When Arafat Jaradat, an accused terrorist, died over the weekend in an Israeli prison, Israel did the responsible thing and invited a Palestinian pathologist to participate in the autopsy. It wanted to show that it had nothing to hide and to prevent the violence that would be sparked by rumors that he had been tortured in custody.
The Palestinian pathologist did the irresponsible thing and accused Israel of torturing Jaradat, despite the fact that there was no evidence to back such a claim. The reported bruises on his body could easily have been caused by attempts to resuscitate him and the results of tests taken to determine the exact cause of death had not yet come back from the lab.
The pathologist’s words, as expected, were like a match thrown on gasoline, igniting clashes throughout Yehudah and Shomron, which could have spiraled into something much more serious had Israeli security forces not exercised admirable restraint.
Instead of trying to put the fire out, PA Chairman Mahmoud Abbas fueled it by accusing Israel of provoking unrest in Yehudah and Shomron because it “wants chaos” and using the death of Jaradat to raise the banner of “freedom for our prisoners.”
The prisoners Abbas wants freed are, for the most part, terrorists with Jewish blood on their hands. He knows he’s playing with fire by calling for their release — a hot-button issue for the Palestinian street — and by demanding a U.N. inquiry into the death of Jaradat, but he’s convinced that this is the way to twist Israel’s arm on the peace process, a month before the arrival of President Barack Obama on his first visit to Yerushalayim.
While it’s understandable that Abbas would be frustrated — the Palestinian issue barely caused a ripple in the recent Israeli elections and no longer features prominently on the international agenda — he has only himself to blame. If an autopsy were performed on the peace process, the cause of death would clearly be Abbas’ inability to accept Israel as a Jewish state, create a viable Palestinian entity with a functioning economy, and unite the various terrorist factions in Yehudah, Shomron and Gaza to accept a two-state solution.
For years, he has been trying to cover up his failures by blaming the government of Binyamin Netanyahu, which the world perceives as right-wing. But his kvetching has worn thin.
For starters, he was offered a frighteningly sweet deal by former Prime Minister Ehud Olmert, who offered Israel’s return to the 1967 lines, a Palestinian capital in part of Yerushalayim and international control of Har Habayis. “What happened?” Olmert wondered in a 2010 lecture. “It’s time the international community demands an answer from the Palestinians instead of arguing about a building here and a building there.”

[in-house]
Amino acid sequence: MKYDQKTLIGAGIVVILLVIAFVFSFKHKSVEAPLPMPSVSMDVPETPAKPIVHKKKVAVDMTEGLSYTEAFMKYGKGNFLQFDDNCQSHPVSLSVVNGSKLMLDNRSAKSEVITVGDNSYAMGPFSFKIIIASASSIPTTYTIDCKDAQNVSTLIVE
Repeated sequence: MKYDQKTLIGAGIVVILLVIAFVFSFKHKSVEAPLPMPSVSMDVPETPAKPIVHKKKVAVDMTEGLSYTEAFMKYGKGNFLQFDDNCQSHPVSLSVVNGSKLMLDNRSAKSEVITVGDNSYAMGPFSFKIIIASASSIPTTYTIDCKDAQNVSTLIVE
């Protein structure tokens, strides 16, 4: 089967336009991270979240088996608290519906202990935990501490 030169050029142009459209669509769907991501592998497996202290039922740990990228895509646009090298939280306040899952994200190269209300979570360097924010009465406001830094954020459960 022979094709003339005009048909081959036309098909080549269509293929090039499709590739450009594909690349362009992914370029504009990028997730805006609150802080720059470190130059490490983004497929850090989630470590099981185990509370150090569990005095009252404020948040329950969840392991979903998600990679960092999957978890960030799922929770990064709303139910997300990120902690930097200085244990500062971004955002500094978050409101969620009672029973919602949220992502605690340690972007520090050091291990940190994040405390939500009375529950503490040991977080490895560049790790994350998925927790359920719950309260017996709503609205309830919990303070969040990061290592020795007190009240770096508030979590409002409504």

Second, the Palestinian economy is a basket case, totally dependent on donations. The other Arab countries have always been better at promising financial assistance than delivering it, and Europe is having an economic crisis of its own.
A report issued recently by the World Bank says that the Palestinian Authority needs to lower costs and increase efficiency and concludes that its “economy is currently not strong enough to support a state.”
Third, despite repeated attempts, Abbas has failed to negotiate an agreement with Hamas and assert his leadership over the Gaza Strip. As long as Abbas can’t speak for the million and half Arabs in Gaza, any talk of a two-state solution is a non-starter.
Abbas is just one in a string of Palestinian leaders who has never missed an opportunity to miss an opportunity. In June 2009, Netanyahu made a diplomatic U-turn in his Bar-Ilan speech, calling for a two-state solution. He then agreed to an unprecedented 10-month building freeze in Yehudah, Shomron and parts of Yerushalayim. It was a perfect chance for Abbas to negotiate intensively and put Netanyahu on the spot in terms of how far he would go in reaching a compromise.
And now, instead of acknowledging his failures as a statesman and nation-builder, he is resorting to veiled threats of violence. He is telling the U.S. president: If you don’t force Netanyahu to give in to my demands, I won’t be able to control the violence and we’ll have a third intifada.
Such threats were once potent. But today, with Iran on the verge of becoming a nuclear power, the Arab Spring showing that democracy doesn’t bring stability, and the Syrian civil war, they don’t have the same efficacy.
If Abbas wants to impress the U.S. president, he needs to begin by acting responsibly. Instead of playing to the radicals in the Palestinian street by accusing Israel of torture and demanding the release of terrorists, he needs to accept Netanyahu’s standing invitation to hold direct talks.
It’s not simple. Abbas lost face when Hamas succeeded in winning the release of a thousand prisoners, including many terrorists, in exchange for IDF soldier Gilad Shalit. But being a leader means forging a new path, not following the one set by the rabble-rousers on the street or his predecessors.
The situation is volatile. It’s very possible that Israel contributed to this by withholding tax money that the Palestinians used to pay their security forces. Either way, the responsibility now is for Abbas to ensure calm, for the IDF to continue to act with maximum restraint, and for talks to be renewed even before Obama arrives in the region.